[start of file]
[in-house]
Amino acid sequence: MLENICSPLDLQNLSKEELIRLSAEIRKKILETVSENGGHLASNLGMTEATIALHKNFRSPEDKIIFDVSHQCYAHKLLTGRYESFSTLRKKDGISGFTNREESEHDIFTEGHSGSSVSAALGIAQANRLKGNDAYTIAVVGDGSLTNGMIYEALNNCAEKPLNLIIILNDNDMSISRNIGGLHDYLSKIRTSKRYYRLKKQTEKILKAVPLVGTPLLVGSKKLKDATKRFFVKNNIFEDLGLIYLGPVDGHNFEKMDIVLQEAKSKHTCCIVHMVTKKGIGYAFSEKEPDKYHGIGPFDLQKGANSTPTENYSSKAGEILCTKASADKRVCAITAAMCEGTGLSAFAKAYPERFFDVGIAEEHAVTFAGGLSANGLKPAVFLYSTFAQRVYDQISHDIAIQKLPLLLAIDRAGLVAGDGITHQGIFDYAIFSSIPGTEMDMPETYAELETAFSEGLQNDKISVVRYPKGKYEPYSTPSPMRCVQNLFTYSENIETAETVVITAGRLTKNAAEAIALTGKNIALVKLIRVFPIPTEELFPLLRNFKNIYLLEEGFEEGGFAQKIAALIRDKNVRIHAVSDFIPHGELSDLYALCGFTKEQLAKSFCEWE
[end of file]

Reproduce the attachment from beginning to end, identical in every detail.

[in-house]
Amino acid sequence: MLENICSPLDLQNLSKEELIRLSAEIRKKILETVSENGGHLASNLGMTEATIALHKNFRSPEDKIIFDVSHQCYAHKLLTGRYESFSTLRKKDGISGFTNREESEHDIFTEGHSGSSVSAALGIAQANRLKGNDAYTIAVVGDGSLTNGMIYEALNNCAEKPLNLIIILNDNDMSISRNIGGLHDYLSKIRTSKRYYRLKKQTEKILKAVPLVGTPLLVGSKKLKDATKRFFVKNNIFEDLGLIYLGPVDGHNFEKMDIVLQEAKSKHTCCIVHMVTKKGIGYAFSEKEPDKYHGIGPFDLQKGANSTPTENYSSKAGEILCTKASADKRVCAITAAMCEGTGLSAFAKAYPERFFDVGIAEEHAVTFAGGLSANGLKPAVFLYSTFAQRVYDQISHDIAIQKLPLLLAIDRAGLVAGDGITHQGIFDYAIFSSIPGTEMDMPETYAELETAFSEGLQNDKISVVRYPKGKYEPYSTPSPMRCVQNLFTYSENIETAETVVITAGRLTKNAAEAIALTGKNIALVKLIRVFPIPTEELFPLLRNFKNIYLLEEGFEEGGFAQKIAALIRDKNVRIHAVSDFIPHGELSDLYALCGFTKEQLAKSFCEWE